The impacts of a product over the course of its lifetime are incredibly complex. While a product might excel in one aspect of the life cycle, it may create negative impacts in another. The tradeoffs we make throughout the design process are often nuanced and complicated. This makes it challenging to effectively compare the sustainability of different products that all have different strengths and weaknesses. It also underscores the importance of clearly articulating the boundaries you are able ot address in your design process. But it is possible to increase one’s awareness of the impacts and to make more informed decisions in product design and development. Product design is not a static activity, design decisions made early in the process may be revisited at later stages to continue to drive innovation and continual improvement.

To compare chemicals, materials and products for Product Assessment, Safety, and Sustainability (PASS) principles requires that one defines the life cycle stages, identifies all of the the chemicals used and produced and identifies the main impacts and exposures on stakeholders at each life cycle stage.

Using PrISM

PrISM walks chemical and product designers through a series of modules, applying life cycle thinking and alternative assessment concepts to allow the user to make informed decisions about their design. PrISM builds on alternatives assessment in combination with Design Principles to empower designers to make more informed decisions.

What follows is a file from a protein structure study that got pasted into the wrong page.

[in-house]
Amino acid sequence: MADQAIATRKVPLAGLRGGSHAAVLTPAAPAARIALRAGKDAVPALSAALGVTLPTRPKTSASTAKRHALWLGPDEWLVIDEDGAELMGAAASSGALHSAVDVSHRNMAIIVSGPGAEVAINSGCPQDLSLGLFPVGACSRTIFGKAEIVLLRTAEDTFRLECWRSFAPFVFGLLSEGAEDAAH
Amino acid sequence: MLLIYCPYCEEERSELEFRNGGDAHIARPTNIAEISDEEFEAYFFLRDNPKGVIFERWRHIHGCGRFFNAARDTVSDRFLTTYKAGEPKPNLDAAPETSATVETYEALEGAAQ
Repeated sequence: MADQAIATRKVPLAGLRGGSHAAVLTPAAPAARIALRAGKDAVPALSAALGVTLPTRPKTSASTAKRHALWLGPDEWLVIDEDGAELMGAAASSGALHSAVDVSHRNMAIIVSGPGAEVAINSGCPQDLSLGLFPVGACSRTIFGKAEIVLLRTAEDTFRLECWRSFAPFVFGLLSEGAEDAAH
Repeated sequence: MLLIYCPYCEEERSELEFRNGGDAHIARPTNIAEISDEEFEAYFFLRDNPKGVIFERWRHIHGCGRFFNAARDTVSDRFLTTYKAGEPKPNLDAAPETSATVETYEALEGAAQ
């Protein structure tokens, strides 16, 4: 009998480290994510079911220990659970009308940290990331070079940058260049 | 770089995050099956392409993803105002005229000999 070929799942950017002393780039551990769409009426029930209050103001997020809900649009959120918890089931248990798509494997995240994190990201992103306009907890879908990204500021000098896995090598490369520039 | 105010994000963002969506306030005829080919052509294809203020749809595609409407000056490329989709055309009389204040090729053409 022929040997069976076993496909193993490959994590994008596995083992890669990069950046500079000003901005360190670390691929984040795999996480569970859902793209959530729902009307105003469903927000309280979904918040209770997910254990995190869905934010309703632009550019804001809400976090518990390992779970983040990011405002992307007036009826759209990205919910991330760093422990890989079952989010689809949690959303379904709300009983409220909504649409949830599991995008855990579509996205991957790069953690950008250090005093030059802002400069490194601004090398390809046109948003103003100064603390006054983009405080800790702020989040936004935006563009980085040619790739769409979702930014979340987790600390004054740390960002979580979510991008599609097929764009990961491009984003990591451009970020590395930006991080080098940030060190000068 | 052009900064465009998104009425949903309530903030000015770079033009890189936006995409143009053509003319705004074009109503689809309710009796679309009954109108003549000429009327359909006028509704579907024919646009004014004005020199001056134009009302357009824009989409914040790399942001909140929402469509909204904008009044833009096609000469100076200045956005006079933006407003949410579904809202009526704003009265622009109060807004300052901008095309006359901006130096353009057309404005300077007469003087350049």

PrISM is applicable for designers at all levels who are interested in applying a holistic framework: * Product designers * Chemical designers * Entrepreneurs * Someone with their first great product idea * Students of chemistry, designer, and related disciplines

PrISM should be used early in the design process, before significant time and resources have been invested. And then it should be used again and again as the design evolves. In some cases, the user will complete step 7 and then cycle through PrISM again with new ideas. In other cases, the user will move forward with product or chemical design before returning to PrISM. Early use of PrISM encourages innovative and disruptive design changes that often discounted later in the process due to the resources already invested in the existing design. Iterative application of PrISM helps product and chemical designers continuously improve the design.